II. Seeking Peace Bulletin
MARCH 13, 2002
Rabbi Eric Yoffie and Dr. Aaron Miller
Middle East Briefing -- March 12, 2002
The following is a summary of a conference call briefing for Reform movement leadership by Rabbi Eric Yoffie, President of the UAHC, and Dr. Aaron Miller, Senior Adviser for the U.S. State Department. Bob Heller, Chair of the Commission on Social Action of Reform Judaism, moderated the call.
This call was held just two days following Rabbi Yoffieís return from a week in Israel and 24 hours before Dr. Millerís departure to the Middle East on General Zinniís mission.
Rabbi Eric Yoffie, UAHC:
Israelis are in fear for their safety: they arenít going to restaurants, malls, stores, etc. They are resolute, tough, angry, and frustrated. They know they cannot give in to terror, but they also know that there can be no military solution to it.
The only thing that remains clear is that the status quo is unacceptable.
Most Israelis support a Palestinian state, but they are not sure how to get there given the lack of leadership displayed by the other side. A majority of Israelis support Israeli Prime Minister Ariel Sharonís recent agreement to negotiate a cease-fire even while terror continues.
PM Sharon has realized that being tough on terror without offering a political alternative to the Palestinians is pointless and doomed to fail. He has been viewed as a man without a plan.
We should support the American governmentís efforts at this time. Middle East envoy General Anthony Zinniís trip is an important symbol of American involvement and commitment to bringing about an end to the violence.
Whenever negotiations are renewed, Israel will require a careful review of the media and school curricula in the Palestinian territories.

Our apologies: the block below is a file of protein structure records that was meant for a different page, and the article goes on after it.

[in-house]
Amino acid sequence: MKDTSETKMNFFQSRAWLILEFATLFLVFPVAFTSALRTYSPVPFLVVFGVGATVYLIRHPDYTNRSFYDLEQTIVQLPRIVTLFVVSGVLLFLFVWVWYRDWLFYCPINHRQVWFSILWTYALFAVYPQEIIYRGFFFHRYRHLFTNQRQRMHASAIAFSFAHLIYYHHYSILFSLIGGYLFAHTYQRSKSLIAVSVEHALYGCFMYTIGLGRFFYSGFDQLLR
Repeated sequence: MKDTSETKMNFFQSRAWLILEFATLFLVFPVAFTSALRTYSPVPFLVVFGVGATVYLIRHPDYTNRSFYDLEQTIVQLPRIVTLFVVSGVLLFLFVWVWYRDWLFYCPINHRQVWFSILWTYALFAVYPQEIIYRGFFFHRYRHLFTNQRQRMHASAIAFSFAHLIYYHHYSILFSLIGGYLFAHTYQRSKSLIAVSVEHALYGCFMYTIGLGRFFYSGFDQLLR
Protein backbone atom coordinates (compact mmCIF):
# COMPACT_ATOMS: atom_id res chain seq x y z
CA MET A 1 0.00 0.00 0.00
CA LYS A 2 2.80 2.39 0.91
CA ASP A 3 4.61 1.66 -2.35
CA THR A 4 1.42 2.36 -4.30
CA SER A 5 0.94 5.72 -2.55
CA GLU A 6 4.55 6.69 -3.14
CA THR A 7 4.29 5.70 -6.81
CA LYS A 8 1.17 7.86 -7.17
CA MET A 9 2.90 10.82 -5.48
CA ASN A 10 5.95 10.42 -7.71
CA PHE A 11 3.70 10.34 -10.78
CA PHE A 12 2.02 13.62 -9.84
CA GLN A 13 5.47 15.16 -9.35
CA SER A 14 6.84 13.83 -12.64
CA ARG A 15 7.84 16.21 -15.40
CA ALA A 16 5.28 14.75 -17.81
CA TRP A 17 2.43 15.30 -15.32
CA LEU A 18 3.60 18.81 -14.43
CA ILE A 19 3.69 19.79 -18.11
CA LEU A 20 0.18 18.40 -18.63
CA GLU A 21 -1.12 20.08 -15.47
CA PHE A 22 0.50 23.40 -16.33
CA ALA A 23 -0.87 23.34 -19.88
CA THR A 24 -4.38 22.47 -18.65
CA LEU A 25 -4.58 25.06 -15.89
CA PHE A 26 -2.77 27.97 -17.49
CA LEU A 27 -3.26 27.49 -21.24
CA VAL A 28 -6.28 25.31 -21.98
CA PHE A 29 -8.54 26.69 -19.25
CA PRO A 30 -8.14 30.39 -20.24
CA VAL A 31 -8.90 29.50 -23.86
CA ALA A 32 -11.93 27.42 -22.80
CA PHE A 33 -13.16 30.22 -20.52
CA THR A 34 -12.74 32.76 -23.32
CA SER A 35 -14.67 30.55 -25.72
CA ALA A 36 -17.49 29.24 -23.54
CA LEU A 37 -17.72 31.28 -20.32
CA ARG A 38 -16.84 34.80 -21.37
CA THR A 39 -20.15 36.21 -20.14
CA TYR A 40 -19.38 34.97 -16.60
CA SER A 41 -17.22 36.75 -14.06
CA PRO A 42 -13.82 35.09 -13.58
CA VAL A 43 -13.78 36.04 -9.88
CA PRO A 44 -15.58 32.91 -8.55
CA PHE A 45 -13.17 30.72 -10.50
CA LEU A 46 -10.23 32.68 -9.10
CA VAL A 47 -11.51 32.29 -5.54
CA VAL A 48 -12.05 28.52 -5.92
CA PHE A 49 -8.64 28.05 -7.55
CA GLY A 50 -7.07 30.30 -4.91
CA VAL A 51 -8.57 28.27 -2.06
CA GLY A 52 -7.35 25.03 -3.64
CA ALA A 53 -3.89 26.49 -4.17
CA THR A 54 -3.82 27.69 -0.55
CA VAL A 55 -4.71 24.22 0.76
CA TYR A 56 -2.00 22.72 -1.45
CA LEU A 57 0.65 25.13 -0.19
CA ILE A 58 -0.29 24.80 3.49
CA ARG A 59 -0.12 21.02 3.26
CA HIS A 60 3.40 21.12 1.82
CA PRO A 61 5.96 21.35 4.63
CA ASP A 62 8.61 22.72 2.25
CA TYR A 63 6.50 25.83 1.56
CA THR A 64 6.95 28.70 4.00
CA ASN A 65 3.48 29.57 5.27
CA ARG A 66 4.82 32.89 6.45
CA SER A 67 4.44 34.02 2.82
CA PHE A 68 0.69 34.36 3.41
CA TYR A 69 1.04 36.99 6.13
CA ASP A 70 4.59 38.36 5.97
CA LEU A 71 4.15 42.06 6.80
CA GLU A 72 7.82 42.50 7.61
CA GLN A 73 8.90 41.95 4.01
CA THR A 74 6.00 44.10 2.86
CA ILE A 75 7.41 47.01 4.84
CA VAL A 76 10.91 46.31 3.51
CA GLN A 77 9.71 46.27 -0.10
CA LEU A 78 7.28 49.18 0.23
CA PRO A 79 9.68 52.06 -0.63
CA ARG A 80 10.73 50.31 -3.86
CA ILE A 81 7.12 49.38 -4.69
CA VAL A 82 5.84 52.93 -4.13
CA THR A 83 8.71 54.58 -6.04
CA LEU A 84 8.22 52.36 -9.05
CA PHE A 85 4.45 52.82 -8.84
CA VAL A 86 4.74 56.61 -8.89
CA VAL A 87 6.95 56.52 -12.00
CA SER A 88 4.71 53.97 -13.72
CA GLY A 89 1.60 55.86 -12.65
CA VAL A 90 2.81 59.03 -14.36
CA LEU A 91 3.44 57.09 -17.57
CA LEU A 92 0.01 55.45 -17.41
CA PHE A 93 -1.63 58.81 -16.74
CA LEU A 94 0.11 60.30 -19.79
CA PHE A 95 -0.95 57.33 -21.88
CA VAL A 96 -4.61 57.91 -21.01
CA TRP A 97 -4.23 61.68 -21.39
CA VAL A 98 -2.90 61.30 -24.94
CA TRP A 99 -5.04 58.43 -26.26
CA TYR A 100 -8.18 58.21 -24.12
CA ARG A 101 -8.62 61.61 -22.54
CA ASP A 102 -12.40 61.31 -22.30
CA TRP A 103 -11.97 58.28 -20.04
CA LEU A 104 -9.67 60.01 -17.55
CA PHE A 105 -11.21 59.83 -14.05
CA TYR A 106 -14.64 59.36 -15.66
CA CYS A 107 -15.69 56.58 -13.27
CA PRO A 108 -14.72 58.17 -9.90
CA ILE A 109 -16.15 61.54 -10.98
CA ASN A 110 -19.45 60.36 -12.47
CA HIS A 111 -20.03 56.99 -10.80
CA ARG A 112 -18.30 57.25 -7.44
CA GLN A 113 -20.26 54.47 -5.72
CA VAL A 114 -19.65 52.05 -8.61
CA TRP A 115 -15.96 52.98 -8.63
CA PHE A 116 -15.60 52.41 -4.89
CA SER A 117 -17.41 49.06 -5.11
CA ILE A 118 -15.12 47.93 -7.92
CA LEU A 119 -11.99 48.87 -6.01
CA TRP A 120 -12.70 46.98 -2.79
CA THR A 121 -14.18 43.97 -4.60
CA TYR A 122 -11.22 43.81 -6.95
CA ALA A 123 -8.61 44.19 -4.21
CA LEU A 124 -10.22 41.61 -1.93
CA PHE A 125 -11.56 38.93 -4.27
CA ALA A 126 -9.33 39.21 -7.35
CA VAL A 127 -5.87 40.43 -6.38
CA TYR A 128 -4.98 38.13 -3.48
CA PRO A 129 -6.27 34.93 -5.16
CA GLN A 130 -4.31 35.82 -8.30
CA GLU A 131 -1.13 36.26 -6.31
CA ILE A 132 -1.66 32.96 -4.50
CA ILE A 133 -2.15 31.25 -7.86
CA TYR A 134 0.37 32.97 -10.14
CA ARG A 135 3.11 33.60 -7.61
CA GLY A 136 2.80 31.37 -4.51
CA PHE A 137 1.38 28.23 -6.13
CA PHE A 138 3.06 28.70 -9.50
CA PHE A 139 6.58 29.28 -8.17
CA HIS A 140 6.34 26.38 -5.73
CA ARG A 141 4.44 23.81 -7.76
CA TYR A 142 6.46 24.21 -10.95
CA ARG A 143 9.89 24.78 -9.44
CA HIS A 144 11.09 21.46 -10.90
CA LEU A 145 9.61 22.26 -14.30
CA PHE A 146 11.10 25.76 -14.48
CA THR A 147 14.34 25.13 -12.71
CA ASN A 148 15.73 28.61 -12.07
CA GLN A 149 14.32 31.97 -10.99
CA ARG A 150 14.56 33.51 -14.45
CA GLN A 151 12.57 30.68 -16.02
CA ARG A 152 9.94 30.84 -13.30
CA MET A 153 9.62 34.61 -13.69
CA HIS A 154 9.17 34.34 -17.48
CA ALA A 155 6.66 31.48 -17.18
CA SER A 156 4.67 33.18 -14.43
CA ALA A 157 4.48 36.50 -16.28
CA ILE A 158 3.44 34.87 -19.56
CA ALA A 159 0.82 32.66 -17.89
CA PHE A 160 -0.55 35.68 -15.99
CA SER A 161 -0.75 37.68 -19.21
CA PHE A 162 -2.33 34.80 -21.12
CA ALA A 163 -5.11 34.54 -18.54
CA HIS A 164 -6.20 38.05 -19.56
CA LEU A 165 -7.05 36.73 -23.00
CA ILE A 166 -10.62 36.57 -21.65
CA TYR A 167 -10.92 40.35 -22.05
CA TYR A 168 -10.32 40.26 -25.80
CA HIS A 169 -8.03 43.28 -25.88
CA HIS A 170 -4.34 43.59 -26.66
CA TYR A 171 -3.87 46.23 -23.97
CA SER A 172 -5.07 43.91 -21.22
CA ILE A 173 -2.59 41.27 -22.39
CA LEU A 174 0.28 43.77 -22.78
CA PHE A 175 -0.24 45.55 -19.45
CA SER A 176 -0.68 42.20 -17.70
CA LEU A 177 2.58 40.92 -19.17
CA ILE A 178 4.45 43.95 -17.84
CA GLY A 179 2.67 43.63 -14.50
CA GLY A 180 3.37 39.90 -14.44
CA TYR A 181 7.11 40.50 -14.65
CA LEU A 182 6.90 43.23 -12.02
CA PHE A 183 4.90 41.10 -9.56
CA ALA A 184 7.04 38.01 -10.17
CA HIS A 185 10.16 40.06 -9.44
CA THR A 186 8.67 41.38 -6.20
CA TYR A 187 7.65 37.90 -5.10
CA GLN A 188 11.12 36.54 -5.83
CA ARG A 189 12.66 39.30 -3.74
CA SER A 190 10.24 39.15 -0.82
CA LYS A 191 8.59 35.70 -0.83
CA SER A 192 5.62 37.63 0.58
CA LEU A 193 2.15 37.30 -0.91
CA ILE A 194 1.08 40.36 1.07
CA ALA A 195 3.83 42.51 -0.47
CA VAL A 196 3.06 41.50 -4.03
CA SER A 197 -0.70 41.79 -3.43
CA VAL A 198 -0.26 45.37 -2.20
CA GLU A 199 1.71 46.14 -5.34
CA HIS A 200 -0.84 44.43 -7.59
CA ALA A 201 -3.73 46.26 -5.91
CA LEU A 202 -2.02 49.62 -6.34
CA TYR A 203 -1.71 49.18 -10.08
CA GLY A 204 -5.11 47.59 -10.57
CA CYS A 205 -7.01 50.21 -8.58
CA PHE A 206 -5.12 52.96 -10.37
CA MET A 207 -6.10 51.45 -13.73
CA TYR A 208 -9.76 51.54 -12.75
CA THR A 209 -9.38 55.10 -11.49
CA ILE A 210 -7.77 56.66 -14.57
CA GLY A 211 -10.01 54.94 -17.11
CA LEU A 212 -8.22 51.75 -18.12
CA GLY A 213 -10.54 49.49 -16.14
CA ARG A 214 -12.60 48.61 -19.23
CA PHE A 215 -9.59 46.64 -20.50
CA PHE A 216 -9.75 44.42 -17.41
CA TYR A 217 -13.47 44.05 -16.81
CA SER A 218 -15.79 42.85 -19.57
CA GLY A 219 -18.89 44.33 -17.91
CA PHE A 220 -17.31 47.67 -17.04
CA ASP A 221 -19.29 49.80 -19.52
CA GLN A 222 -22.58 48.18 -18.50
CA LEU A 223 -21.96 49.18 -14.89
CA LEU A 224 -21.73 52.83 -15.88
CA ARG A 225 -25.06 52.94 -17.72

While we are frustrated, we must continue to stand in support of Israel and her people. Yet, there is reason for optimism. We must be advocates of peace, a peace that provides for security on both sides, and support the U.S. government during this time.
Dr. Aaron Miller, U. S. Department of State:
For twenty years, he has believed in three truths about the Palestinian-Israeli conflict:
The last 17 months of violence has only proven that there is no military solution to the situation. If the fighting ever ends, the long-term issues will remain the same as they were before the violence began.
Any political solution must begin with a renewed relationship between the Palestinians and Israelis.
Before negotiations restart, changes on the ground must first occur. Most importantly, the Palestinian Authority (PA) must dismantle the terrorist infrastructures and end incitement in the media. The Palestinian Authority has become de-legitimized by terrorism.
There is no moral equivalency between acts of violence committed by the Palestinians and the Israelis. Attacks against innocent civilians perpetrated by Palestinian terrorists are not equal to things like settlement expansion.
However, Israel must realize that it shares some of the responsibility for the situation. Israel must be prepared to let the PA security service operate, it must stop punishing all the Palestinian people through closures and curfews, and should give the PA room enough to maneuver and reestablish legitimacy among the Palestinian people.
What is at stake is the very idea that the Arabs and Israelis can work out their political problems through negotiations. Diplomacy cannot be allowed to fail. The alternative is a downward spiral into further violence and war.
- That there is an equitable and durable solution;
- That the only way to achieve the desired outcome is through negotiations; and
- The U.S. has a critical role in this process. But, the U.S. must not impose its will on the region. It can only act as a facilitator.